2. Test Your Demo Under Real World Conditions – This was Steve’s mistake during the iPhone 4 demo. People practice their demos and presentations religiously (or at least they should). They keep staring at screen after screen to ensure everything is automatic. But sometimes they forget that all those practice runs don’t represent reality. Yes, an iPhone will access the web just fine in an empty auditorium at Moscone. It’s a different story when the audience full of phones and tablets and laptops all melt the wireless with a tidal wave of packets. Steve forgot to make sure that his practice runs looked like the audience makeup that he’d see that day. Just as important, make sure that your demo environment doesn’t do wacky things. Hiccups in dry runs should give you a hint that you need everything to be ironed out before you do it for real. Make your demo setup simple because you also have to remember that you’re under the gun and nervous as hell up there. Derick Winkworth’s SIP demo failed not because of technology, but because he was typing the wrong password into the software. Derick knew the password. But he got flustered because we gave him a hard time about his password earlier in the demo. Doing a live demo is like a trapeze act without a safety net. Be sure you’ve tested your act enough under the big top so you won’t fall.

3. Have A Backup Plan – Just like the most recent SpaceX Falcon9 rocket launch, you can’t assume that everything is going to work right. You need a backup plan. That includes everything in your presentation. Backup slide decks in case your USB drive dies or the drivers aren’t installed. Backup video adapters in case you thought there was HDMI but there is really on VGA. However, if your presentation has a demo, you have *better* have a backup plan. As above, wireless networks can be unreliable in conference centers. VPN connections can fail at a moment’s notice. Files can get moved. Systems can be shut off. Be ready to roll when it looks like your demo is going south. Instead of tap dancing, move over to a local version. Spin up and backup VM on your laptop and show your demo from there. If your files are gone or your machine is down, have a simple animation showing what was going on. Or go for broke on the whiteboard. Diagram everything and make the audience help you out. Don’t let the hiccups derail you. Be ready to go. And in the event that even your backup plan fails, don’t tap dance around it. Apologize and move on. We’ve all seen demos that fail and we know that not everything goes right.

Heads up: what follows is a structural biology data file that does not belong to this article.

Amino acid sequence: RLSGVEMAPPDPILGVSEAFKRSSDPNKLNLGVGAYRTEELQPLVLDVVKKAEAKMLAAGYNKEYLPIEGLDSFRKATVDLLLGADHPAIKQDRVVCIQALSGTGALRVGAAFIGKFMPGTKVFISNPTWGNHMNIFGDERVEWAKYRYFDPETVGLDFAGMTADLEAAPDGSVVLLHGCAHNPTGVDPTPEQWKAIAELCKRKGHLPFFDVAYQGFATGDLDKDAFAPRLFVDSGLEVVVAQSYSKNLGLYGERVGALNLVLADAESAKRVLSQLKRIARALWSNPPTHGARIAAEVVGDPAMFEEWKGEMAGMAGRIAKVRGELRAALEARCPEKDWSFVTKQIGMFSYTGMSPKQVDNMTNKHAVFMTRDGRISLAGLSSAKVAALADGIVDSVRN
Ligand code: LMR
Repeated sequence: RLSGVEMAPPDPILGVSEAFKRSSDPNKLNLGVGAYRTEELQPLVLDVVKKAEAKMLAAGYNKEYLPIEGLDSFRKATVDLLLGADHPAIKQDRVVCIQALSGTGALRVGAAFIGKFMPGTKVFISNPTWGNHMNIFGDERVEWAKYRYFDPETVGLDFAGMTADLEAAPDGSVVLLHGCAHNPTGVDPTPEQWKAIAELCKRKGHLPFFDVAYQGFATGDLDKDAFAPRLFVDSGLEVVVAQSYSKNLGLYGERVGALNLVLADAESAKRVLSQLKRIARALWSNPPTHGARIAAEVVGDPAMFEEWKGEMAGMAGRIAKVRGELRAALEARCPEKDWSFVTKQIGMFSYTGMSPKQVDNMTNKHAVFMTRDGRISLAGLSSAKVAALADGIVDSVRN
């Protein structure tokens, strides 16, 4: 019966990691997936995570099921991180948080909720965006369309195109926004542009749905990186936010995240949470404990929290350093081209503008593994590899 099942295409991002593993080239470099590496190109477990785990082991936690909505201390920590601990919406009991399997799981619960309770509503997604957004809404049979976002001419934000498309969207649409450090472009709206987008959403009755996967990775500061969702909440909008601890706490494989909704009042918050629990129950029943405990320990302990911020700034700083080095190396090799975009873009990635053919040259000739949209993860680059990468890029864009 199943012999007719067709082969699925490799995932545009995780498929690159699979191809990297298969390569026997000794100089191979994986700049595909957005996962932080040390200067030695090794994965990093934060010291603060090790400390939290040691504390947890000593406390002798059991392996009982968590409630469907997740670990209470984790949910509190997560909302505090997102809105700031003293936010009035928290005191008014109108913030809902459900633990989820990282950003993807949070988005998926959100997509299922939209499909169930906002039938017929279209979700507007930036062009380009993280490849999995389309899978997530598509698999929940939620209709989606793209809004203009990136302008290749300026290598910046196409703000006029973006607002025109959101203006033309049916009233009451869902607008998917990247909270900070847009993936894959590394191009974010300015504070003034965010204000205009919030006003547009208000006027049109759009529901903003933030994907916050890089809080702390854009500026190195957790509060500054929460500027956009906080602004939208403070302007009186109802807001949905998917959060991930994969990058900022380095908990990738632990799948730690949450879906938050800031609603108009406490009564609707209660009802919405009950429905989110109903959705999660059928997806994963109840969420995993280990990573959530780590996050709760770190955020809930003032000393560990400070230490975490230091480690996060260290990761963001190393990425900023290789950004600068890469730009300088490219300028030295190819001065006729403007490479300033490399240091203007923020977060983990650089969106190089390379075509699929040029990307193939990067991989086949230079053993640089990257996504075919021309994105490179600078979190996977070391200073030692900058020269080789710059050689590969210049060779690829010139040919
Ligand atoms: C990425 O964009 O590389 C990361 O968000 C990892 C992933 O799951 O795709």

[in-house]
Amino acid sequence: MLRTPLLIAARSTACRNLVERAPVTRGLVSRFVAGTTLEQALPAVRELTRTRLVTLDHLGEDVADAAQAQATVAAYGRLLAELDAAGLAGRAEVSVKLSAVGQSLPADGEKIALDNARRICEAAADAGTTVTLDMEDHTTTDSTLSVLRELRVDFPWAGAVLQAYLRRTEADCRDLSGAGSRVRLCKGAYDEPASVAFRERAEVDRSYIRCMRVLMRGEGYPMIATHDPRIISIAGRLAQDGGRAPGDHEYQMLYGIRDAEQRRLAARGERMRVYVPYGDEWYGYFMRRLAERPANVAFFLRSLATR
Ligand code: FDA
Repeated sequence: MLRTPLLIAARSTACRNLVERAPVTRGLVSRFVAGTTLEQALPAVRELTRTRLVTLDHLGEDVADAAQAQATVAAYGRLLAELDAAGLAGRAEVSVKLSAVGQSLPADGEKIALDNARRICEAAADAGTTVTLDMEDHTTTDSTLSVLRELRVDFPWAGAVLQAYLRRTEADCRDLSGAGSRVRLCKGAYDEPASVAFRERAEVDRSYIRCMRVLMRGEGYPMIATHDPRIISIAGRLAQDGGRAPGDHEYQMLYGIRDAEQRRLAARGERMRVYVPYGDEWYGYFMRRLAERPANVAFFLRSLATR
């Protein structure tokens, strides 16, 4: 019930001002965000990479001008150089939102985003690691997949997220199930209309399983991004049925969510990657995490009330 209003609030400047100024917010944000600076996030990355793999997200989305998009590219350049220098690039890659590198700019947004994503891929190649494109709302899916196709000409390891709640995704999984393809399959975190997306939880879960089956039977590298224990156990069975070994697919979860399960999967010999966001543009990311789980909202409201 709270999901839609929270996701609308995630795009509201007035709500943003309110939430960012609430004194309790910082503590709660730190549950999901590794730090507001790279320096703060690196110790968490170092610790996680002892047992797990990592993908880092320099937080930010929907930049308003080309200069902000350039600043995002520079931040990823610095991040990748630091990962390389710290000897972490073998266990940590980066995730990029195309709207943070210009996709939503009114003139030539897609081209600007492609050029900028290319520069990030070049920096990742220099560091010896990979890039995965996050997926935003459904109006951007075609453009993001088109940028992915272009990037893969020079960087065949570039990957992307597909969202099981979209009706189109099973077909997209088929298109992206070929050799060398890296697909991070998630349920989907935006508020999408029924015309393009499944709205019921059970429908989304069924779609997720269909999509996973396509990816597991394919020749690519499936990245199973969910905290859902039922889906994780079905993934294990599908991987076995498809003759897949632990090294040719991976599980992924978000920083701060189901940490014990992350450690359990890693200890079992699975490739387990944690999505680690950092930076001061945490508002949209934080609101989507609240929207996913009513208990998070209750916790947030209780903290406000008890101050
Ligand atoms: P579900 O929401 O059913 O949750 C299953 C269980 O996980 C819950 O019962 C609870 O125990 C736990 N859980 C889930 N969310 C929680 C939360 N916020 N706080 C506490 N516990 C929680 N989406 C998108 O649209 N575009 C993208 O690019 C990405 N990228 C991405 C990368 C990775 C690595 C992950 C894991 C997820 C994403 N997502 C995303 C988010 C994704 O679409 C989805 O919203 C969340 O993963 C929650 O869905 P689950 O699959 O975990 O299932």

Tom’s Take

I love great demos. I love being engaged and seeing live systems work. But every time someone pulls out a demo at a presentation, I feel a bit hesitant. I’ve been fortunate enough to be on this side of some great demos. However, I’ve also seen and had some fail spectacularly. If you take into account the things I outlined above, you can minimize the chance that your demo will fail. That way the conversation will center around something awesome and not around shaking head and embarrassed smiles.

Shadow IT – What Evil Lurks In The Heart Of An Admin?

I’ve been hearing the term Shadow IT quite a bit recently.  According to the Fount of All Knowledge, Shadow IT refers to networks and systems built inside organizations without official approval.  I found it curious that people started referring to this almost five years ago, yet a cursory search for “shadow IT” turns up a *ton* of articles written in the last six months.  At first, I wondered if the trend of BYOD had finally petered out a bit.  After all, once you’ve assaulted the populace with a headline every day for at least two months, they kind of grow accustomed to it and get bored seeing it all the time.  Then I wondered why a five-year-old concept should be hot now.  Then it hit me.

I’ve never heard of Shadow IT because it was never a “thing” for me.  The idea that a lab computer or a non-production testing system might be moved into production work wasn’t an obstacle to the way that I’d done things in the past.  As a matter of fact, it’s the way I’ve done things for the most part my entire career.  In order to replace our aging 3Com NBX phone system, I installed Cisco CallManager in a lab and let the sales folks use it to make conference calls one week.  They were so impressed with the quality of the call they made me rip out the old and put in the new the following month.  The whole virtualization strategy around here grew out of one box running ESX standard for a VM migration test.  After people discovered how flexible things were inside of a virtualized environment, naturally our server strategy going forward was focused around our brand new ESX cluster.  Even our network was a series of cobbled-together parts scavenged from the four corners of the globe at a time when the engineering staff needed gigabit connectivity and we had no budget to accomplish it.  Slowly, one piece at a time, we assembled our entire setup without direct authorization and formal approval.  While it was nice to called to a meeting about a new feature and be told, “Yeah, we’ve been running that for the last three months” there were huge weaknesses in the plan.